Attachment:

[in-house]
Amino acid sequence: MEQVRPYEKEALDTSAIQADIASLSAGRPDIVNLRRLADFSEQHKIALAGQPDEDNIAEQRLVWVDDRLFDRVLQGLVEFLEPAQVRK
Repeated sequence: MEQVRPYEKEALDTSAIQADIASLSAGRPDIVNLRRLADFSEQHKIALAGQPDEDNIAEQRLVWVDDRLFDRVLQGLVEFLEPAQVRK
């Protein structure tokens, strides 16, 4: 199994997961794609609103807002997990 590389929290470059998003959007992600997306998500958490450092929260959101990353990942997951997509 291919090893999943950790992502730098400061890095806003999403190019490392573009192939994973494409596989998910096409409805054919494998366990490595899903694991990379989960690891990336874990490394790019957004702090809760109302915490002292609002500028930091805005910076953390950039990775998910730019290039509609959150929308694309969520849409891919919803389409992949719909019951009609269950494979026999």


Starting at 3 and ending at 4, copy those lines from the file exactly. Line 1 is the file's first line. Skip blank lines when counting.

Repeated sequence: MEQVRPYEKEALDTSAIQADIASLSAGRPDIVNLRRLADFSEQHKIALAGQPDEDNIAEQRLVWVDDRLFDRVLQGLVEFLEPAQVRK
């Protein structure tokens, strides 16, 4: 199994997961794609609103807002997990 590389929290470059998003959007992600997306998500958490450092929260959101990353990942997951997509 291919090893999943950790992502730098400061890095806003999403190019490392573009192939994973494409596989998910096409409805054919494998366990490595899903694991990379989960690891990336874990490394790019957004702090809760109302915490002292609002500028930091805005910076953390950039990775998910730019290039509609959150929308694309969520849409891919919803389409992949719909019951009609269950494979026999």